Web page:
SAN DIEGO – On Sunday, July 14, Immaculate Conception Parish will commemorate the 100th anniversary of its church dedication.
Auxiliary Bishop John P. Dolan will preside over the 10 a.m. Mass, with the parish’s pastor, Father Michael Sinor, concelebrating. A barbeque organized by the Knights of Columbus and featuring live music will follow.
“The 100th anniversary of the dedication of the church points to something much larger than just a church building,” explained Father Sinor. “The church is a sign of the mystery of Christ’s dying and rising being lived and celebrated by generations and generations of people here in San Diego.”
In July 1849, the nascent town of San Diego received its first resident Catholic pastor, Father John Holbein, who on Sept. 29, 1851, laid the cornerstone for the Old Adobe Chapel. The chapel would be dedicated on Nov. 21, 1858, to the Immaculate Conception of the Most Blessed Virgin.
The cornerstone for the present-day Immaculate Conception Church was laid on July 16, 1869. Owing to a lack of funds, construction halted from 1869 through 1914, when it was decided to demolish the incomplete building and use the bricks to construct an entirely new church building.
On July 22, 1917, the new church opened and the first Mass was celebrated inside.
Because San Diego was then part of the massive Diocese of Monterey-Los Angeles, it was some time before Bishop John J. Cantwell could travel south to dedicate the new structure. The dedication took place on July 6, 1919.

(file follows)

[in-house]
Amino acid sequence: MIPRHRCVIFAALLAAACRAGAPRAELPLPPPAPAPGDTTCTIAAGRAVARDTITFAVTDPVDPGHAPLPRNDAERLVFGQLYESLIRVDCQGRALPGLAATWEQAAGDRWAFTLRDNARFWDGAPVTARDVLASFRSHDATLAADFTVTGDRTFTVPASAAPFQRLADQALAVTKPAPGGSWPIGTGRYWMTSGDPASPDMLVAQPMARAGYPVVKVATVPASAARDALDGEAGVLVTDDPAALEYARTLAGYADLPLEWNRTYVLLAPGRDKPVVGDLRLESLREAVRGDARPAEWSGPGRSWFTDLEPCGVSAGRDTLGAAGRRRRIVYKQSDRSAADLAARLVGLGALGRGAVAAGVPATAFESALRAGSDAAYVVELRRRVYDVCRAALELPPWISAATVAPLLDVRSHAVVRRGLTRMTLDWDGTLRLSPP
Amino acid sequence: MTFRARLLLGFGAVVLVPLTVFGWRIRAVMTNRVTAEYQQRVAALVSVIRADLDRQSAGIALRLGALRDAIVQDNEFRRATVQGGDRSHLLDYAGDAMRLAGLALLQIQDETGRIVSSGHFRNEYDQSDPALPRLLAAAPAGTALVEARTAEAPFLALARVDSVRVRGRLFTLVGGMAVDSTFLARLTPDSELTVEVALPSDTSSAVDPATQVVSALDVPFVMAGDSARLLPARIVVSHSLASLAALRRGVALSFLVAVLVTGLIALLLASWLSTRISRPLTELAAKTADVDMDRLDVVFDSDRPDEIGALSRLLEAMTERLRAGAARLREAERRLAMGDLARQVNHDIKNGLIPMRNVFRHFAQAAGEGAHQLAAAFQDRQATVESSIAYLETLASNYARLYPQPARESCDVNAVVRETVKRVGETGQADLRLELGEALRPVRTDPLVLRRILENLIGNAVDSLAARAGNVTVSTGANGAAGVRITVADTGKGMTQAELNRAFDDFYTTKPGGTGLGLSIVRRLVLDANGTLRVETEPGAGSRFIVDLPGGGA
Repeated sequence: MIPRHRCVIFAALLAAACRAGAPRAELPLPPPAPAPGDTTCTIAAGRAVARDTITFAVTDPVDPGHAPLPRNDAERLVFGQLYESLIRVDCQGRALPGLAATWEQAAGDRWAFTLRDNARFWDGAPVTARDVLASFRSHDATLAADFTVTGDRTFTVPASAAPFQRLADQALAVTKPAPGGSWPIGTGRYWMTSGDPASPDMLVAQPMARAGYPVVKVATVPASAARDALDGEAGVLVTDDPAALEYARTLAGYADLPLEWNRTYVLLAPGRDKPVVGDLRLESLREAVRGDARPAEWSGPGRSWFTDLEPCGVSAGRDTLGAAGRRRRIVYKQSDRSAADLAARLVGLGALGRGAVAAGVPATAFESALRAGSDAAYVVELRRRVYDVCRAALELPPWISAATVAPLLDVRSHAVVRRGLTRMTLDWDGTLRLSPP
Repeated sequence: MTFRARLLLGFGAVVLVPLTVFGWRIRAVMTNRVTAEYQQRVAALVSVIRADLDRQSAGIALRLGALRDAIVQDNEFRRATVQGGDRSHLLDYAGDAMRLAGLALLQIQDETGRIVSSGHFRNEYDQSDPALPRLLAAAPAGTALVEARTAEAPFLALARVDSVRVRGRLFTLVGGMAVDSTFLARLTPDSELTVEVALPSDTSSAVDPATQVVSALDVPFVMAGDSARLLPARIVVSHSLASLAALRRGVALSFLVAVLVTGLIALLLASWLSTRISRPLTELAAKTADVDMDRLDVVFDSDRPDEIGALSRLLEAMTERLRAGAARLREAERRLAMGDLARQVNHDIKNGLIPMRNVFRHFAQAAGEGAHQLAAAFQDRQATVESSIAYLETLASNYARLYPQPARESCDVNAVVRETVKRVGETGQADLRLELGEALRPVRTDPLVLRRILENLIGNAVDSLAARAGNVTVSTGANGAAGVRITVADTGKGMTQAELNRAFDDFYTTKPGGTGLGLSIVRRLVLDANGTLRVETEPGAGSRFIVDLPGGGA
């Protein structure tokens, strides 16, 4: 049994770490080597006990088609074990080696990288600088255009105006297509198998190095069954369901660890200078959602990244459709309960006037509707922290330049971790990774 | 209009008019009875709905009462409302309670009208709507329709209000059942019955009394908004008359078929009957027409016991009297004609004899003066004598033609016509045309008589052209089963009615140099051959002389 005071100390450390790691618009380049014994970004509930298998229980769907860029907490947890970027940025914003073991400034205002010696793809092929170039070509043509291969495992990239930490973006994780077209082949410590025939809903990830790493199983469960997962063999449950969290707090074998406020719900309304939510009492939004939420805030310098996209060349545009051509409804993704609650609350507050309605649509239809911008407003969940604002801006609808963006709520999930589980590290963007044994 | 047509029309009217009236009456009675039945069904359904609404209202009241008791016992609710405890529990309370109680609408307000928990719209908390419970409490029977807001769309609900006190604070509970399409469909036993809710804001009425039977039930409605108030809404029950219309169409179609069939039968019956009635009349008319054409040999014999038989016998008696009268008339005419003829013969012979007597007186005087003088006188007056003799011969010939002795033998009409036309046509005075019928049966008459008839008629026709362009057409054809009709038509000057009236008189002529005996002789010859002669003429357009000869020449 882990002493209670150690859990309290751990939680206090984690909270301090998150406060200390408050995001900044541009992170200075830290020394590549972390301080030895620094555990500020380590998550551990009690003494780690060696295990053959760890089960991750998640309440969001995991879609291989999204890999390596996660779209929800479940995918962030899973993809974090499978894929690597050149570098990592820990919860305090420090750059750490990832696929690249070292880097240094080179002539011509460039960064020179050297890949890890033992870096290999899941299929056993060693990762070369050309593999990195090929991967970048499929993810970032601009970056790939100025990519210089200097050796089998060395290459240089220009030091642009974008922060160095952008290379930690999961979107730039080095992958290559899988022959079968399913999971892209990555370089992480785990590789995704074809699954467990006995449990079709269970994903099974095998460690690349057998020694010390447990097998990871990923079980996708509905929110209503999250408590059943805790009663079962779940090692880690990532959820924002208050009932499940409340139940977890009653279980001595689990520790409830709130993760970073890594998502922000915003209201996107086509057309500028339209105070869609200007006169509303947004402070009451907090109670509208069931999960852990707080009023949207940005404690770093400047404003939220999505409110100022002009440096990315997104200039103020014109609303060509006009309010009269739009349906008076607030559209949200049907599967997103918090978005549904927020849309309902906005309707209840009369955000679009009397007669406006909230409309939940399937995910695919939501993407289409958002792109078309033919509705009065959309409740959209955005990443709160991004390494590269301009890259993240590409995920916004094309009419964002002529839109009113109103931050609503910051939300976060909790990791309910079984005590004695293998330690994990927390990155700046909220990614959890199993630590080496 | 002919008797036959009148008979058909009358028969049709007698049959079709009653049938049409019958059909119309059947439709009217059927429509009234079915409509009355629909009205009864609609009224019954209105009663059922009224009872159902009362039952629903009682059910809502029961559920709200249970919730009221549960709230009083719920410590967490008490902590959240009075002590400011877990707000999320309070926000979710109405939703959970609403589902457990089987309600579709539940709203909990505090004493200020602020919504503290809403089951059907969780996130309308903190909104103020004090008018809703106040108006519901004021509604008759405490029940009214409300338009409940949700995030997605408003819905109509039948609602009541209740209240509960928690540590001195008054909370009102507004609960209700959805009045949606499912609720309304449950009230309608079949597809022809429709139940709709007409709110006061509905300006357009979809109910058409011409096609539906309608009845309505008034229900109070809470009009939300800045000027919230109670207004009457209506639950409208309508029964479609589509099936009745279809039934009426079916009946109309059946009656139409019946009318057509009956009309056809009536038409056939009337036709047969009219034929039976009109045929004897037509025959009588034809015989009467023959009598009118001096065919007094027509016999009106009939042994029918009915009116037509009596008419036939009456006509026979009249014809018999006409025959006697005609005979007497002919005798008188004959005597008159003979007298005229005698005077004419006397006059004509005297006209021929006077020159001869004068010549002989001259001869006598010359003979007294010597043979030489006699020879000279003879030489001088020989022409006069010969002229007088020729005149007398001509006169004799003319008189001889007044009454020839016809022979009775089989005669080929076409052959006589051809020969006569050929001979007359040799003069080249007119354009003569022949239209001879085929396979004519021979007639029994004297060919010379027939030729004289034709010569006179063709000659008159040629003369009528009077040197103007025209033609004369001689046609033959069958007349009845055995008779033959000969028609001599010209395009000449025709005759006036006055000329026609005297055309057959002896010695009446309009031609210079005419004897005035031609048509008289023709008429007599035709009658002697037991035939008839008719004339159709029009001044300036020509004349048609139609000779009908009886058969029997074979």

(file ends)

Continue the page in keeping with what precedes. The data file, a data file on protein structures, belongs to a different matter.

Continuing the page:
In 1930, the Old Adobe Chapel was razed for street alignment and rebuilt in 1937 by the Works Progress Administration. (It was reopened and blessed on Dec. 8, 2004, by Immaculate Conception’s then pastor, Msgr. Mark Campbell.)
The church underwent an $800,000 seismic retrofit from 1997-1998, after which it was rededicated on June 12, 1998. The parish courtyard was remodeled from 2014-2016.
Immaculate Conception Church, whose bell tower includes one of the original bells from Mission San Diego, is home to almost 450 registered parishioners. The diverse community includes Filipino, African-American, Pacific Islander, Polish and Italian Catholics.
“This is not really a geographical parish, as people come here from many parts of San Diego County to worship,” Father Sinor said.
Thanks to the church’s location in historic Old Town San Diego, a major tourist attraction with a lot of foot traffic, he added, “We also have a great many visitors from different parts of the world that join us for Mass on the weekends.”
“I like the simplicity of the small community,” said Marie Whitman, 76, who has been a parishioner since 1978 and, among other ministries, has been an active member of the parish’s Rosary Group for more than 10 years. “We know each other by name. This is home.”
Michael Cerda, 81, is a lifelong parishioner. Born and raised in the Old Town area, his family once lived in what is now the San Diego Union Building in Old Town State Park. He was an altar boy and received the sacraments of baptism, first Communion and confirmation at Immaculate Conception Church. He described the parish as “the center of my childhood.”
“Don’t ever tear it down,” he said, when invited to reflect on the parish’s future. “I love this church.”
Father Sinor expressed hope that the parish community would “continue to respond to both the challenges and graces that the Lord blesses us with as disciples.”
“What was started as a seed of faith generations and generations ago has blossomed into a community that encompasses believers from around the world,” he said. “We are a small parish but we reflect in our own small way the Holy Spirit’s work in our world.”